Dedicated to the sacred memories of my mother, Miriam Tovah bat Aharon Hakohen, father-in-law, Levi ben Yitzhak, sister-in-law, Ruchama Rivka Sondra bat Yechiel, sister, Shulamit bat Menachem, Chaim Mordechai Hakohen ben Natan Yitzchak, Yehonatan Binyamin ben Mordechai Meir Halevi, Shmuel David ben Moshe Halevy, Avraham Yechezkel ben Yaakov Halevy, the refuah shlaimah of Yosef Shmuel ben Miriam, Devorah bat Chana, and Yitzhak Akiva ben Malka, and the safety of our brothers and sisters in Israel.
How many of you have heard of the TV sitcom entitled “Father Knows Best?” For those of you who have not, Wikipedia describes the show in this fashion:
Father Knows Best was an American radio and television sitcom of the 1950s and 1960s, portrayed an idealized vision of middle class American life of the era. It was created by writer Ed James… While the show is often regarded as an example of the conservative and paternalistic nature of American family life in the 1950s, it is also cited as an overly rosy portrayal of American family life.
Like most shows of the time, all problems were relatively easily solved. In this case, a close to all-knowing father was at once oracle and hero – reflective of the fantasy families portrayed on the black and white television screen.
As Jews, however, we have two genuine examples within the period of the Avot and Emahot (Patriarchs and Matriarchs) wherein mother, rather than father, knew best. The first example is Sarah and her treatment of Hagar and Yishmael. Sarah Emanu (Our mother Sarah, the Matriarch) recognized the dangerous behavior traits and actions of which Yishmael was capable. She, therefore, saw him as a totally negative influence on her son Yitzhak and demanded his expulsion from her home. As a result, the Torah states: “And Sarah said to Abraham: ‘Drive out this handmaid and her son, for the son of this handmaid shall not inherit with my son, with Isaac.’" (Sefer Bereishit 21:9-10, this, and all Bible and Rashi translations, The Judaica Press Complete Tanach) Blinded by his love for Yishmael, Avraham demurred from fulfilling Sarah’s request. Therefore, G-d directly interceded and insisted that he comply with her justifiable demand: “And G-d said to Abraham, ‘Be not displeased concerning the lad and concerning your handmaid; whatever Sarah tells you, hearken to her voice, for in Isaac will be called your seed.’” (21:12)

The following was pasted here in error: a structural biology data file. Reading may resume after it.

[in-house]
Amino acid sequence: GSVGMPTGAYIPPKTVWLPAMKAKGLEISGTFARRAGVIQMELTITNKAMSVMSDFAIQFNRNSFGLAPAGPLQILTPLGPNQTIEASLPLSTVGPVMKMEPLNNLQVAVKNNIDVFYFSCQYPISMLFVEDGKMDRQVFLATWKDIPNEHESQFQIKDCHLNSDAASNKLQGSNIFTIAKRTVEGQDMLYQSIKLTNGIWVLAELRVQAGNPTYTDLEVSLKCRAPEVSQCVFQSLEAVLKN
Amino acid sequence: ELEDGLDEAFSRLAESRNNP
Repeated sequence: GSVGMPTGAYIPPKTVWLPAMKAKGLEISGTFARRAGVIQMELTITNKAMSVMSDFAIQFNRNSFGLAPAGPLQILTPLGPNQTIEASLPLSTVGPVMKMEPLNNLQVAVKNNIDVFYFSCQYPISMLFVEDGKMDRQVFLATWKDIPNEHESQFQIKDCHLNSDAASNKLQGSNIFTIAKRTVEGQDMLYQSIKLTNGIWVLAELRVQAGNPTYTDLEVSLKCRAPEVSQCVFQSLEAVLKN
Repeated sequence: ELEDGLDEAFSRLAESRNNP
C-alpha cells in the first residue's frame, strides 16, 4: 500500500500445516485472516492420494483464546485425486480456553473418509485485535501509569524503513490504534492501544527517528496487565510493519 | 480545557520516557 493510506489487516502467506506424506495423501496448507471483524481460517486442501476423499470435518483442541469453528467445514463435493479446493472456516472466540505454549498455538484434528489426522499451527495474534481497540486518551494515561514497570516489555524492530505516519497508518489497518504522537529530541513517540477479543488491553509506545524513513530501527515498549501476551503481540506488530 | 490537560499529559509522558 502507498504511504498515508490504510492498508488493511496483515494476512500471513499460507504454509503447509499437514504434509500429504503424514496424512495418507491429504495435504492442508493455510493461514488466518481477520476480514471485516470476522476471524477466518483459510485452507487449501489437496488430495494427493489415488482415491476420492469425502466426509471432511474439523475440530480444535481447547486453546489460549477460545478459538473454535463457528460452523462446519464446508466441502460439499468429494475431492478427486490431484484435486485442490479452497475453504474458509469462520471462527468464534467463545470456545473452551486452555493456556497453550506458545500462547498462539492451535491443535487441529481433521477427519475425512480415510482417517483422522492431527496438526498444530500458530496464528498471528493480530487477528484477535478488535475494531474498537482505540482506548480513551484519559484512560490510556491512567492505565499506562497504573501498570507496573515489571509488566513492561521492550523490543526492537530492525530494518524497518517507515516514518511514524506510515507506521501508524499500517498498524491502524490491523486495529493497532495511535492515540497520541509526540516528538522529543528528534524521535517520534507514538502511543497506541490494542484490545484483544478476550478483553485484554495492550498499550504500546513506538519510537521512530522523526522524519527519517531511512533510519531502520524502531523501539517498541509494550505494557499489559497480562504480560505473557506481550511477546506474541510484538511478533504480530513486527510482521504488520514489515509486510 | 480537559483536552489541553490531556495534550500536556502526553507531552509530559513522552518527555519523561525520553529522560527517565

The stamp of approval for Sarah’s seemingly heartless actions was given by no less than Hakadosh Baruch Hu (the Holy One Blessed be He). Avraham’s judgment was, quite simply, wrong whereas Sarah had the deeper vision and understanding that was necessary to guarantee the future of the Jewish people. As Rashi (1040-1105) notes on the words “sh’ma b’kolah” (“hearken to her voice”): “We learn from here that Abraham was inferior to Sarah in prophecy. — [Midrash Shemot Rabbah 1:1, Midrash Tanchuma, Shemot 1]” Perhaps this was a direct outgrowth of what Chazal (our Sages of blessed memory) taught us in Talmud Bavli, Masechet Niddah 45b: “Ha-Kadosh Baruch Hu gave an extra portion of understanding (‘binah yitarah’) to women more so than to men.”
Chazal coined a well-known phrase to describe the behaviors of earlier generations that foreshadow those of the future: “ma’aseh Avot siman l’banim.” Our parasha contains two stellar example of this principle in regards to Rivka Emanu (our Matriarch, Rivka):
And Rebecca said to Jacob her son, saying, “Behold I have heard your father speaking to Esau your brother, saying, ‘Bring me game and make me tasty foods, and I will eat, and I will bless you before the Lord before my death.’ And now my son, hearken to my voice (“sh’ma b’koli”), to what I am commanding you.” (Sefer Bereishit 27:6-8)